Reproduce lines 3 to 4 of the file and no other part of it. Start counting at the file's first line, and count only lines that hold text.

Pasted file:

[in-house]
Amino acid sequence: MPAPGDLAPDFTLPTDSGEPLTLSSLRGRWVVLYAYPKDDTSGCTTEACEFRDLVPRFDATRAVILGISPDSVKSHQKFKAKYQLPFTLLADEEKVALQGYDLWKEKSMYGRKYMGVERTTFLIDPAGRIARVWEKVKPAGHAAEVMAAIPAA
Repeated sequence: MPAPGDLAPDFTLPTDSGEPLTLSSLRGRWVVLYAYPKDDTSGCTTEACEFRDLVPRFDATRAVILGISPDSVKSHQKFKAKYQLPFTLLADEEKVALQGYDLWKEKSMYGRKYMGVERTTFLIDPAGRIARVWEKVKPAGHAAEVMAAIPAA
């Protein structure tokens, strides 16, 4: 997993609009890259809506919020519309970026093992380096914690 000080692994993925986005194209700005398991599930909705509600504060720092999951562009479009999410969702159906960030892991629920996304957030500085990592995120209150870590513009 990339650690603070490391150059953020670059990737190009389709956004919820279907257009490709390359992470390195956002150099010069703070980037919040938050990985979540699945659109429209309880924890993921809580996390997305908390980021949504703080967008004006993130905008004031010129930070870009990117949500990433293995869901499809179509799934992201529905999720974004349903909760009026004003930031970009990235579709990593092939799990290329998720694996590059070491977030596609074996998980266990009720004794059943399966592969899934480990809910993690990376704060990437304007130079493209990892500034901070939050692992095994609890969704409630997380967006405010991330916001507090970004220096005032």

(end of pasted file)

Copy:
Repeated sequence: MPAPGDLAPDFTLPTDSGEPLTLSSLRGRWVVLYAYPKDDTSGCTTEACEFRDLVPRFDATRAVILGISPDSVKSHQKFKAKYQLPFTLLADEEKVALQGYDLWKEKSMYGRKYMGVERTTFLIDPAGRIARVWEKVKPAGHAAEVMAAIPAA
């Protein structure tokens, strides 16, 4: 997993609009890259809506919020519309970026093992380096914690 000080692994993925986005194209700005398991599930909705509600504060720092999951562009479009999410969702159906960030892991629920996304957030500085990592995120209150870590513009 990339650690603070490391150059953020670059990737190009389709956004919820279907257009490709390359992470390195956002150099010069703070980037919040938050990985979540699945659109429209309880924890993921809580996390997305908390980021949504703080967008004006993130905008004031010129930070870009990117949500990433293995869901499809179509799934992201529905999720974004349903909760009026004003930031970009990235579709990593092939799990290329998720694996590059070491977030596609074996998980266990009720004794059943399966592969899934480990809910993690990376704060990437304007130079493209990892500034901070939050692992095994609890969704409630997380967006405010991330916001507090970004220096005032």